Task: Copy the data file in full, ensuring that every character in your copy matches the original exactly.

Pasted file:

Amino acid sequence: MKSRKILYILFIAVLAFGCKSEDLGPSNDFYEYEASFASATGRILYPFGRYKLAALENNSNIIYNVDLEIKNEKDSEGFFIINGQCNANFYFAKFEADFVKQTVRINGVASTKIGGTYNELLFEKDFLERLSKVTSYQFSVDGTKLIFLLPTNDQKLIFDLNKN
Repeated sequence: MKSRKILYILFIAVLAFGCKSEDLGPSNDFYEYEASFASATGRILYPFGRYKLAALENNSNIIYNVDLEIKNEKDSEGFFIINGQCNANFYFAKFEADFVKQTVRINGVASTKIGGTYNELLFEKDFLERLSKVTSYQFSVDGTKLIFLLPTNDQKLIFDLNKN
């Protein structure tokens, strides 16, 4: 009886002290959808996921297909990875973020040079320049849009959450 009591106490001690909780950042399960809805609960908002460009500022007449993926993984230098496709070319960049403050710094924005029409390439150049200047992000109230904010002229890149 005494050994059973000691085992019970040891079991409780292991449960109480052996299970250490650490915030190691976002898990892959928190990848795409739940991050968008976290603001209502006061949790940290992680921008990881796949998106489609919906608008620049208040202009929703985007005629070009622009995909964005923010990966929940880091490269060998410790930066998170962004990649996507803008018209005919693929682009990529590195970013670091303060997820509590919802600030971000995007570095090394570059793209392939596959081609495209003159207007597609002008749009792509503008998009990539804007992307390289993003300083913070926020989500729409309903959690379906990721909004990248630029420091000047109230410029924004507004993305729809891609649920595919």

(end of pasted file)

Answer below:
Amino acid sequence: MKSRKILYILFIAVLAFGCKSEDLGPSNDFYEYEASFASATGRILYPFGRYKLAALENNSNIIYNVDLEIKNEKDSEGFFIINGQCNANFYFAKFEADFVKQTVRINGVASTKIGGTYNELLFEKDFLERLSKVTSYQFSVDGTKLIFLLPTNDQKLIFDLNKN
Repeated sequence: MKSRKILYILFIAVLAFGCKSEDLGPSNDFYEYEASFASATGRILYPFGRYKLAALENNSNIIYNVDLEIKNEKDSEGFFIINGQCNANFYFAKFEADFVKQTVRINGVASTKIGGTYNELLFEKDFLERLSKVTSYQFSVDGTKLIFLLPTNDQKLIFDLNKN
């Protein structure tokens, strides 16, 4: 009886002290959808996921297909990875973020040079320049849009959450 009591106490001690909780950042399960809805609960908002460009500022007449993926993984230098496709070319960049403050710094924005029409390439150049200047992000109230904010002229890149 005494050994059973000691085992019970040891079991409780292991449960109480052996299970250490650490915030190691976002898990892959928190990848795409739940991050968008976290603001209502006061949790940290992680921008990881796949998106489609919906608008620049208040202009929703985007005629070009622009995909964005923010990966929940880091490269060998410790930066998170962004990649996507803008018209005919693929682009990529590195970013670091303060997820509590919802600030971000995007570095090394570059793209392939596959081609495209003159207007597609002008749009792509503008998009990539804007992307390289993003300083913070926020989500729409309903959690379906990721909004990248630029420091000047109230410029924004507004993305729809891609649920595919």